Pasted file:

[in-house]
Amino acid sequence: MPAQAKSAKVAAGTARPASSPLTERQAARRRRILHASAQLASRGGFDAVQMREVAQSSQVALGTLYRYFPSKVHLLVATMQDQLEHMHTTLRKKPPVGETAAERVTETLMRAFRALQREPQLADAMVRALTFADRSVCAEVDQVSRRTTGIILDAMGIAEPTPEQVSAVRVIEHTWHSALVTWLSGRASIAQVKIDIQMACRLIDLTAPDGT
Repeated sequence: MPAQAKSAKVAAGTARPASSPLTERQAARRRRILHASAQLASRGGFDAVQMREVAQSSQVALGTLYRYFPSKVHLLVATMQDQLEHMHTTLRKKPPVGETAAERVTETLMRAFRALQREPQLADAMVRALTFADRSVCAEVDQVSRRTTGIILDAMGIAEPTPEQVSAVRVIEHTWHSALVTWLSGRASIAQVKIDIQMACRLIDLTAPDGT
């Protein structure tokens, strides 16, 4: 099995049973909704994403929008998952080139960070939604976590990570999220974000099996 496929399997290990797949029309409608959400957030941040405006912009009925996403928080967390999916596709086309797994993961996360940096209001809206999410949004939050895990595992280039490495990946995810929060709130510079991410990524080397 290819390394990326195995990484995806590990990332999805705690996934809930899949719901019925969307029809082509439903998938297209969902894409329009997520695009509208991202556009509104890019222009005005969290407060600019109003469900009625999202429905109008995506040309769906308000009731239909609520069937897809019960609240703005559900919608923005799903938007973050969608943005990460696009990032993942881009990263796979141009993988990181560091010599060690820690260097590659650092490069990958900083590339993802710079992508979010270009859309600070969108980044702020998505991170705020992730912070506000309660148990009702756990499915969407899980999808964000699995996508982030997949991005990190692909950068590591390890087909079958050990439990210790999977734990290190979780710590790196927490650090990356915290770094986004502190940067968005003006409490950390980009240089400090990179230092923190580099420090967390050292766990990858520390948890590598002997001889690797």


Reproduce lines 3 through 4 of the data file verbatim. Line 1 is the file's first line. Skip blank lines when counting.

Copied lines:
Repeated sequence: MPAQAKSAKVAAGTARPASSPLTERQAARRRRILHASAQLASRGGFDAVQMREVAQSSQVALGTLYRYFPSKVHLLVATMQDQLEHMHTTLRKKPPVGETAAERVTETLMRAFRALQREPQLADAMVRALTFADRSVCAEVDQVSRRTTGIILDAMGIAEPTPEQVSAVRVIEHTWHSALVTWLSGRASIAQVKIDIQMACRLIDLTAPDGT
């Protein structure tokens, strides 16, 4: 099995049973909704994403929008998952080139960070939604976590990570999220974000099996 496929399997290990797949029309409608959400957030941040405006912009009925996403928080967390999916596709086309797994993961996360940096209001809206999410949004939050895990595992280039490495990946995810929060709130510079991410990524080397 290819390394990326195995990484995806590990990332999805705690996934809930899949719901019925969307029809082509439903998938297209969902894409329009997520695009509208991202556009509104890019222009005005969290407060600019109003469900009625999202429905109008995506040309769906308000009731239909609520069937897809019960609240703005559900919608923005799903938007973050969608943005990460696009990032993942881009990263796979141009993988990181560091010599060690820690260097590659650092490069990958900083590339993802710079992508979010270009859309600070969108980044702020998505991170705020992730912070506000309660148990009702756990499915969407899980999808964000699995996508982030997949991005990190692909950068590591390890087909079958050990439990210790999977734990290190979780710590790196927490650090990356915290770094986004502190940067968005003006409490950390980009240089400090990179230092923190580099420090967390050292766990990858520390948890590598002997001889690797």